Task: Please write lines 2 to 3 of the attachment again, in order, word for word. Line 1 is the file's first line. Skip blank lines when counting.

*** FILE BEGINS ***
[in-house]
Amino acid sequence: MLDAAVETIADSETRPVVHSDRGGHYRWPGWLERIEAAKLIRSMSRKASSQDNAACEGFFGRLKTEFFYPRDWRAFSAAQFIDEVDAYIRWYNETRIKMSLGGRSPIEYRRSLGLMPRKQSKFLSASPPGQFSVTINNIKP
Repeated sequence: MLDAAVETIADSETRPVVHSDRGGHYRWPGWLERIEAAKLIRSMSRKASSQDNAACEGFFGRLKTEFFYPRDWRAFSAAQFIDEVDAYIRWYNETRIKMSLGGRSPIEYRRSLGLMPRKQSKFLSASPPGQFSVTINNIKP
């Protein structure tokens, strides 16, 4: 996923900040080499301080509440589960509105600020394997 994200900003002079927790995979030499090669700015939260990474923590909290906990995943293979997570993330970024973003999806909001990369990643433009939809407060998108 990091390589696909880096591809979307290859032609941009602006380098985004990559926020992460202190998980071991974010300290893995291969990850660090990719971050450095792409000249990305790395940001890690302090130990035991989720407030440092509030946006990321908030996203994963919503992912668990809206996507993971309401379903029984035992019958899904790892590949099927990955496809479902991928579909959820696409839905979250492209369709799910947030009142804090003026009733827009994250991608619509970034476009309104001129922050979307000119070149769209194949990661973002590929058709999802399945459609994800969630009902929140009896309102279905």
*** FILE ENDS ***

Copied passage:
Amino acid sequence: MLDAAVETIADSETRPVVHSDRGGHYRWPGWLERIEAAKLIRSMSRKASSQDNAACEGFFGRLKTEFFYPRDWRAFSAAQFIDEVDAYIRWYNETRIKMSLGGRSPIEYRRSLGLMPRKQSKFLSASPPGQFSVTINNIKP
Repeated sequence: MLDAAVETIADSETRPVVHSDRGGHYRWPGWLERIEAAKLIRSMSRKASSQDNAACEGFFGRLKTEFFYPRDWRAFSAAQFIDEVDAYIRWYNETRIKMSLGGRSPIEYRRSLGLMPRKQSKFLSASPPGQFSVTINNIKP